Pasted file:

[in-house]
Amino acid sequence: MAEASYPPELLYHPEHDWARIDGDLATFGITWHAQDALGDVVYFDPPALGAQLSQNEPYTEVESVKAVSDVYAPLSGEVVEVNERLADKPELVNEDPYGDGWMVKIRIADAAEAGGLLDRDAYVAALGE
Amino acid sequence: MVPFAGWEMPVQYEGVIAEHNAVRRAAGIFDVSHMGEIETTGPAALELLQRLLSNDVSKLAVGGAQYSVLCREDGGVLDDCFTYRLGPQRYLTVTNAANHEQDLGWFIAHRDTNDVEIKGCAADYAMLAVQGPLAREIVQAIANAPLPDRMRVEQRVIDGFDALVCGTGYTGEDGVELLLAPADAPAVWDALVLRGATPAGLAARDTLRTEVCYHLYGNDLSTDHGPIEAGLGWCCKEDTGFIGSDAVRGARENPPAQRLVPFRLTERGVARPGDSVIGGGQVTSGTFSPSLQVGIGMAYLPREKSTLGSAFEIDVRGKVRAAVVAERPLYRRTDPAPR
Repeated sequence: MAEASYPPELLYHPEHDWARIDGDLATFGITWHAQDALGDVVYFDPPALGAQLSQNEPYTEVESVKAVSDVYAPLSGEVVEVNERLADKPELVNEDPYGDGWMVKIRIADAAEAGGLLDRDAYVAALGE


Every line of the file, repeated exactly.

[in-house]
Amino acid sequence: MAEASYPPELLYHPEHDWARIDGDLATFGITWHAQDALGDVVYFDPPALGAQLSQNEPYTEVESVKAVSDVYAPLSGEVVEVNERLADKPELVNEDPYGDGWMVKIRIADAAEAGGLLDRDAYVAALGE
Amino acid sequence: MVPFAGWEMPVQYEGVIAEHNAVRRAAGIFDVSHMGEIETTGPAALELLQRLLSNDVSKLAVGGAQYSVLCREDGGVLDDCFTYRLGPQRYLTVTNAANHEQDLGWFIAHRDTNDVEIKGCAADYAMLAVQGPLAREIVQAIANAPLPDRMRVEQRVIDGFDALVCGTGYTGEDGVELLLAPADAPAVWDALVLRGATPAGLAARDTLRTEVCYHLYGNDLSTDHGPIEAGLGWCCKEDTGFIGSDAVRGARENPPAQRLVPFRLTERGVARPGDSVIGGGQVTSGTFSPSLQVGIGMAYLPREKSTLGSAFEIDVRGKVRAAVVAERPLYRRTDPAPR
Repeated sequence: MAEASYPPELLYHPEHDWARIDGDLATFGITWHAQDALGDVVYFDPPALGAQLSQNEPYTEVESVKAVSDVYAPLSGEVVEVNERLADKPELVNEDPYGDGWMVKIRIADAAEAGGLLDRDAYVAALGE